A consultation on forestry in Scotland is a “once-in-a-generation opportunity” to secure the future of a successful £1bn industry, according to lead trade body Confor.
“While other sectors have struggled to recover from the 2008 downturn, Scotland’s forestry and wood processing industry has grown by 50 per cent – and in addition to contributing £1bn a year to the economy, the sector employs over 25,000 people”, said Confor Chief Executive Stuart Goodall.
“Scotland is the clear UK leader in forestry and there is now a once-in-a-generation opportunity to establish a support and regulatory structure that can build on and further strengthen that leadership position.”
The Scottish Government have today opened a consultation, The Future of Forestry in Scotland, which runs until the 9th of November. It has three key elements:
Proposal for new organisational arrangements for Forestry Commission Scotland;
Questions regarding future cross-border co-ordination on forestry;
Questions on how legislation should be framed to deliver the new arrangements.
Confor has claimed that the sector would benefit from a continued strong core of professional civil servants within the Scottish Government, devoted to forestry, with the skill to understand and support modern forestry practices.
Confor has also made strong representation regarding the significant productive forest resource managed by the Forestry Commission. This resource is a crucial asset that has helped support the significant growth of wood processing in Scotland. The consultation recognises the vital importance for a guaranteed future timber supply, which Mr Goodall said was vital to drive investment and confidence.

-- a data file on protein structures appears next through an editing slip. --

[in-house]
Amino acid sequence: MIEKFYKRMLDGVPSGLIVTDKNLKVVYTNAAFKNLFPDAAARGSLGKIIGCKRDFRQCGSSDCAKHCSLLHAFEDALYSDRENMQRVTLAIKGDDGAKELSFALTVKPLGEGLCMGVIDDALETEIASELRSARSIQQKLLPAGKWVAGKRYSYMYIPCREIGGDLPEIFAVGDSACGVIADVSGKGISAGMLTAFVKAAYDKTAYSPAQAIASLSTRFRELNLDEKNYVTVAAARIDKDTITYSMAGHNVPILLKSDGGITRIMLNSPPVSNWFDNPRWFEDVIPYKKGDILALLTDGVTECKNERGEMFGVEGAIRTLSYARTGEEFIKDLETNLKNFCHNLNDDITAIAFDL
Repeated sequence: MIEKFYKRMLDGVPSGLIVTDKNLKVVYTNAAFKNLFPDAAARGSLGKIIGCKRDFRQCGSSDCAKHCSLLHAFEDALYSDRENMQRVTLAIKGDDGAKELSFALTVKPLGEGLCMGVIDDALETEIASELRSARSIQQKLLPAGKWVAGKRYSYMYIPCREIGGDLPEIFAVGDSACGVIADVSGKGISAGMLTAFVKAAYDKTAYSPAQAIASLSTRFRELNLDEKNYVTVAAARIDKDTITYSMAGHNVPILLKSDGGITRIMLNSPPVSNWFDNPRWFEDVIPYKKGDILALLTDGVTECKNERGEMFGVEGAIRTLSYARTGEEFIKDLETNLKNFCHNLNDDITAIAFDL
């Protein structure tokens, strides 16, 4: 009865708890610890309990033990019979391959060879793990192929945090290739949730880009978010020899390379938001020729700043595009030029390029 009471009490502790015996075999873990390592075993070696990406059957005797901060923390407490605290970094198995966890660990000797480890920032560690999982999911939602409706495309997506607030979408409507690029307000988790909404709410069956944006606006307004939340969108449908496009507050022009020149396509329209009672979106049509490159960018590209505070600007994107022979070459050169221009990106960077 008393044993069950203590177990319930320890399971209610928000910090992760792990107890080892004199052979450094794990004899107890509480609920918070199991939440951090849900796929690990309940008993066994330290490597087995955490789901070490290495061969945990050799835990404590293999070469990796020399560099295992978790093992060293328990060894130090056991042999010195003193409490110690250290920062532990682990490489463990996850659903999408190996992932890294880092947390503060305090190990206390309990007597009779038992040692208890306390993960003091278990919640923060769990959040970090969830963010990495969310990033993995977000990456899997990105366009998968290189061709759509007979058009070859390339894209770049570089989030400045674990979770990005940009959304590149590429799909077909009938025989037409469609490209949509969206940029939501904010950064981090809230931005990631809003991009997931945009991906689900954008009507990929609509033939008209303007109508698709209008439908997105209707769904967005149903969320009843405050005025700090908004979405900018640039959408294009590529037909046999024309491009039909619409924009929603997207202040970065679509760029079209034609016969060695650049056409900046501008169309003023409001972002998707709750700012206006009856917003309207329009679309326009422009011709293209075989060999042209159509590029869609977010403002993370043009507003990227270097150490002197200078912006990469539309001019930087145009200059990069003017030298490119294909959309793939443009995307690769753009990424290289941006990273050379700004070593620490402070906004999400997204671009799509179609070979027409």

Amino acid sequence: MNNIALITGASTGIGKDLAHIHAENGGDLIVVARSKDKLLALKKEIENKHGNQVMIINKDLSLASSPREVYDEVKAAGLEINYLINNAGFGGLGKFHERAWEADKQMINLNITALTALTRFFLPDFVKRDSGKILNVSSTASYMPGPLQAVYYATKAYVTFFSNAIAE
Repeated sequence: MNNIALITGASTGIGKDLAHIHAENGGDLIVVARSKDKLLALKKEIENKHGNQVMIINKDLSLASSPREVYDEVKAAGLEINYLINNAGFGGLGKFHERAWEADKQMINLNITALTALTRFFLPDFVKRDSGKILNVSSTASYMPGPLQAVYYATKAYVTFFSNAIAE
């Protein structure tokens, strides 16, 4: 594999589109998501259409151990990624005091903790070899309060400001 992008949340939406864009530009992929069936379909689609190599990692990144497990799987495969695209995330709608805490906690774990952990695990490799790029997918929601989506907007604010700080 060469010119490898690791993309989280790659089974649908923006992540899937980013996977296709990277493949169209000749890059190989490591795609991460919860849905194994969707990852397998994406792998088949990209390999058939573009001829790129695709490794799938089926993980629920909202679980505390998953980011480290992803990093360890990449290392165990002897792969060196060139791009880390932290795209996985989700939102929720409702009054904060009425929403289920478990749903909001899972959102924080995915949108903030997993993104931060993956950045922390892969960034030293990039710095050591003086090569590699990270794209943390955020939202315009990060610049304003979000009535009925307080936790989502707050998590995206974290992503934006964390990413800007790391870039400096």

Norbord announced an investment of almost £100m in its site at Dalcross, near Inverness, earlier this year and new investment in the wood processing sector in Scotland has averaged in excess of £50m over the last decade. James Jones & Sons, BSW and Glennon Brothers have also made significant recent investment announcements in Scotland.
“The private forestry sector now provides a majority of the wood consumed in Scotland by mills, but the productive woodland managed by the Forestry Commission is also very important,” said Mr Goodall. “It is good to see that Fergus Ewing, the Cabinet Secretary, recognises this and the consultation makes clear that future wood supply will be guaranteed.”
The consultation also proposes that there will be cross-border co-operation with the other countries of the UK on areas such as research, pests and diseases and standards for forest management.
Mr Goodall added: “The process of creating new arrangements for forestry in Scotland provides an opportunity for the Scottish Government to aim for continued significant growth in the sector and to take a lead on cross-border matters, for example through a strong forest research facility in Scotland.”
Confor is a membership organisation which represents more than 800 forestry and wood processing businesses in Scotland and more than 1500 across the UK
For more information, please visit: www.confor.org.uk